By Cailey Morgan
The multicultural makeup of Canadian cities makes for beautiful diversity and learning opportunities. It also creates its own set of challenges in the Church, as we work to worship and serve together despite differences in language and culture.
Canada’s multiethnic mosaic gives us room to explore what it means to be the church in many different ways. Here are thoughts from two of the many CBWC churches regarding intercultural ministry.
What does being international look like at your church?
Rev. Awlwyn Balnave, Bonavista Baptist, Calgary: The Spanish speaking people in our congregation decided quite early on, after examining the situation in more detail, to simply join with Bonavista and thus in every way become one with us.
Rev. Bill Dyck, First Baptist Calgary: Being international for FBC looks like a mosaic of people and congregations from over 30 national backgrounds. We prefer the term “inter-cultural.” By this we mean that we want all of the people from different ethnic congregations and backgrounds to interact with each other through multiple connections. We want the Indonesians (who are renting), and the Latino congregation, and the Ethiopian congregation to be interacting with each other as well as with the Anglo congregation which is a mosaic in and of itself. These multiple connections result in us being one body while still honoring our cultural diversity.
Who are the various groups within FBC, and how does it work? Policies, money, leadership, discipleship, shared mission?
Rev. Awlwyn Balnave, Bonavista Baptist, Calgary: Initially we had considered forming a separate congregation, one which would still come under the umbrella of Bonavista but which would worship on Sundays and lead small groups in Spanish. The final outcome of simply having one church body has worked well for us.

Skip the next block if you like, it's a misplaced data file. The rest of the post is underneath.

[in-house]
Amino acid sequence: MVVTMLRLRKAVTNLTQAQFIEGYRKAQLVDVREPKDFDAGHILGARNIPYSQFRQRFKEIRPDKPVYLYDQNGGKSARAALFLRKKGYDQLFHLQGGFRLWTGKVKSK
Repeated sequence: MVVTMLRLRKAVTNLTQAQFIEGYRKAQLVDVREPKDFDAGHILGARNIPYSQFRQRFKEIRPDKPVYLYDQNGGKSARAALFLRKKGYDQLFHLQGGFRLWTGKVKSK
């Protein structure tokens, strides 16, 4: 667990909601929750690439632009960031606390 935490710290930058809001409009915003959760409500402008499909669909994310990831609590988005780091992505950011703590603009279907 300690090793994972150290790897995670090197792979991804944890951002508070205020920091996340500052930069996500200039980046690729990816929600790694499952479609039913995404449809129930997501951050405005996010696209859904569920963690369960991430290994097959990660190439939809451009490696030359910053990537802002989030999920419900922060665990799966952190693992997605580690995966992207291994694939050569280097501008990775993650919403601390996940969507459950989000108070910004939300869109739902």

Rev. Bill Dyck, First Baptist Calgary:
The English language service is attended by people from 15-20 ethnic backgrounds. While the Anglo meet in the main sanctuary an Ethiopian congregation meets in the chapel. The Latino service in the afternoon, is also quite nationally diverse. After the Latino service, our church is used by an Indonesian congregation. There is also a sizeable Filipino group that meets in homes on Saturdays but worships in the Anglo congregation on Sundays.
By way of policies we expect all groups to be in agreement with key Baptist beliefs. The Ethiopian and Hispanic congregations have a unified budget with the Anglo congregation. We try to have representation on the FBC Board from the Hispanics and at times with the Ethiopians as needed.
We have some joint services and potlucks. These are around Easter and Christmas but might also revolve around important events in the ethnic congregations.
Once a month we have Mosaic ministers meeting with representation from all of the pastors and pastoral staff–an international ministerial meeting.
What’s fun about international ministries working together? What’s hard?
Rev. Awlwyn Balnave, Bonavista Baptist, Calgary: One aspect we have lacked and which would have proved useful would have been to have been able to provide someone to teach and lead a small group in Spanish. This did not prove to be a possibility for us unfortunately.
However, having various cultures worship as one body at Bonavista has added greatly to the richness of our fellowship times together as we have interacted one with the other.
Rev. Bill Dyck, First Baptist Calgary:
What’s fun is eating each other’s food, learning each other’s languages, being attentive to cultural differences. It’s also great to hear sermons and special music from the pastors and worship leaders from the various congregations.
What’s difficult is sharing kitchens where different foods are prepared in different ways. It can also be difficult to get people to interact with meaningful level with the language and cultural barriers.
It is neat how God keeps bringing new people and congregations to us. There are always new people at ESL and just recently we have been joined by an Indonesian congregation. Sometimes we have some quite unusual opportunities. On Sunday, a young professional couple from Beijing asked to be baptized before heading back to China. So on Tuesday we had an impromptu interview in which they shared their testimonies which included having seen a vision of Christ, in which Christ talked to the husband who had been an atheist. They were baptized and returned with certificates and hearts fill with joy, and many tears at the parting.
What does it mean to be intercultural in your context? Share your thoughts at churchplantingatcbwc.wordpress.com.
This article originally published in CBWC’s monthly e-newsletter Making Connections.